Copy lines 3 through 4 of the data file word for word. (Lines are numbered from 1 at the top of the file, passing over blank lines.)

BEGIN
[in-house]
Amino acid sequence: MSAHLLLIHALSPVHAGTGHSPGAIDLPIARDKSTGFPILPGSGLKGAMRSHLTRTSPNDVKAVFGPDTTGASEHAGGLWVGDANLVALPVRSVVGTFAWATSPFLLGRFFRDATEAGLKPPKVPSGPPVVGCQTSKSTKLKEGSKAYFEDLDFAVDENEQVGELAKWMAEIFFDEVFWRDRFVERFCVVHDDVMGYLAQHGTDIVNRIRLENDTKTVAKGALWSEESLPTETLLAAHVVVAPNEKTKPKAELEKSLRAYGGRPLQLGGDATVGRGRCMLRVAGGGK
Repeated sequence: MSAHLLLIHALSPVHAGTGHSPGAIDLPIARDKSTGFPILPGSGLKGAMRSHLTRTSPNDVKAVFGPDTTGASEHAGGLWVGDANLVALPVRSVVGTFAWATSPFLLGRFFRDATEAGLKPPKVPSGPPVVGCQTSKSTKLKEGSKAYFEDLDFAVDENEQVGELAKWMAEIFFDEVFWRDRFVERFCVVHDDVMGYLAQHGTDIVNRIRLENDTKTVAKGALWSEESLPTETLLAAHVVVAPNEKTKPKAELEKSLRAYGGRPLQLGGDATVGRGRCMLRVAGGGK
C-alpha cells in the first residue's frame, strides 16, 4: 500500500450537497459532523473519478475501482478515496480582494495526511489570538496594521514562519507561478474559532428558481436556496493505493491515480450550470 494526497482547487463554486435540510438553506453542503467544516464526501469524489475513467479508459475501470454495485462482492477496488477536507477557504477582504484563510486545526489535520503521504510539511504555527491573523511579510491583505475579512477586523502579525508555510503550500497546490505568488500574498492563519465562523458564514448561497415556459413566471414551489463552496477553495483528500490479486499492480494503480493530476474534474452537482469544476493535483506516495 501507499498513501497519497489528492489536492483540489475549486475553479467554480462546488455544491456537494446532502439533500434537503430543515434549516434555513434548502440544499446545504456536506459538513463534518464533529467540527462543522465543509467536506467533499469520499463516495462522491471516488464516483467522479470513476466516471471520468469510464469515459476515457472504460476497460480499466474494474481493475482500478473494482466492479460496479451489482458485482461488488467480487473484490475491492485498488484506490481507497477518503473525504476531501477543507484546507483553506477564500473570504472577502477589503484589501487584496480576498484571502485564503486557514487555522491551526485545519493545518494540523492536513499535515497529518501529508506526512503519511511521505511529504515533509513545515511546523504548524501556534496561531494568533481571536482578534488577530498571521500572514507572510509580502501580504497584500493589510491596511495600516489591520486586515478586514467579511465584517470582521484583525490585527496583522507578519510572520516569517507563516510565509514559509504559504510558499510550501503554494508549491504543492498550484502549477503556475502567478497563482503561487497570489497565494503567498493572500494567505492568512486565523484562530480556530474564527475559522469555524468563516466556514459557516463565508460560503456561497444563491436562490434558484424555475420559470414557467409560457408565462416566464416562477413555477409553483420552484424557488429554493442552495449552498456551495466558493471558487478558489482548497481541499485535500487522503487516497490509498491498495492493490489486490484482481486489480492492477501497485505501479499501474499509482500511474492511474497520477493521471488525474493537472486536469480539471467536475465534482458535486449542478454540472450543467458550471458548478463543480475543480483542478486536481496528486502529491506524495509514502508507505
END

Repeated sequence: MSAHLLLIHALSPVHAGTGHSPGAIDLPIARDKSTGFPILPGSGLKGAMRSHLTRTSPNDVKAVFGPDTTGASEHAGGLWVGDANLVALPVRSVVGTFAWATSPFLLGRFFRDATEAGLKPPKVPSGPPVVGCQTSKSTKLKEGSKAYFEDLDFAVDENEQVGELAKWMAEIFFDEVFWRDRFVERFCVVHDDVMGYLAQHGTDIVNRIRLENDTKTVAKGALWSEESLPTETLLAAHVVVAPNEKTKPKAELEKSLRAYGGRPLQLGGDATVGRGRCMLRVAGGGK
C-alpha cells in the first residue's frame, strides 16, 4: 500500500450537497459532523473519478475501482478515496480582494495526511489570538496594521514562519507561478474559532428558481436556496493505493491515480450550470 494526497482547487463554486435540510438553506453542503467544516464526501469524489475513467479508459475501470454495485462482492477496488477536507477557504477582504484563510486545526489535520503521504510539511504555527491573523511579510491583505475579512477586523502579525508555510503550500497546490505568488500574498492563519465562523458564514448561497415556459413566471414551489463552496477553495483528500490479486499492480494503480493530476474534474452537482469544476493535483506516495 501507499498513501497519497489528492489536492483540489475549486475553479467554480462546488455544491456537494446532502439533500434537503430543515434549516434555513434548502440544499446545504456536506459538513463534518464533529467540527462543522465543509467536506467533499469520499463516495462522491471516488464516483467522479470513476466516471471520468469510464469515459476515457472504460476497460480499466474494474481493475482500478473494482466492479460496479451489482458485482461488488467480487473484490475491492485498488484506490481507497477518503473525504476531501477543507484546507483553506477564500473570504472577502477589503484589501487584496480576498484571502485564503486557514487555522491551526485545519493545518494540523492536513499535515497529518501529508506526512503519511511521505511529504515533509513545515511546523504548524501556534496561531494568533481571536482578534488577530498571521500572514507572510509580502501580504497584500493589510491596511495600516489591520486586515478586514467579511465584517470582521484583525490585527496583522507578519510572520516569517507563516510565509514559509504559504510558499510550501503554494508549491504543492498550484502549477503556475502567478497563482503561487497570489497565494503567498493572500494567505492568512486565523484562530480556530474564527475559522469555524468563516466556514459557516463565508460560503456561497444563491436562490434558484424555475420559470414557467409560457408565462416566464416562477413555477409553483420552484424557488429554493442552495449552498456551495466558493471558487478558489482548497481541499485535500487522503487516497490509498491498495492493490489486490484482481486489480492492477501497485505501479499501474499509482500511474492511474497520477493521471488525474493537472486536469480539471467536475465534482458535486449542478454540472450543467458550471458548478463543480475543480483542478486536481496528486502529491506524495509514502508507505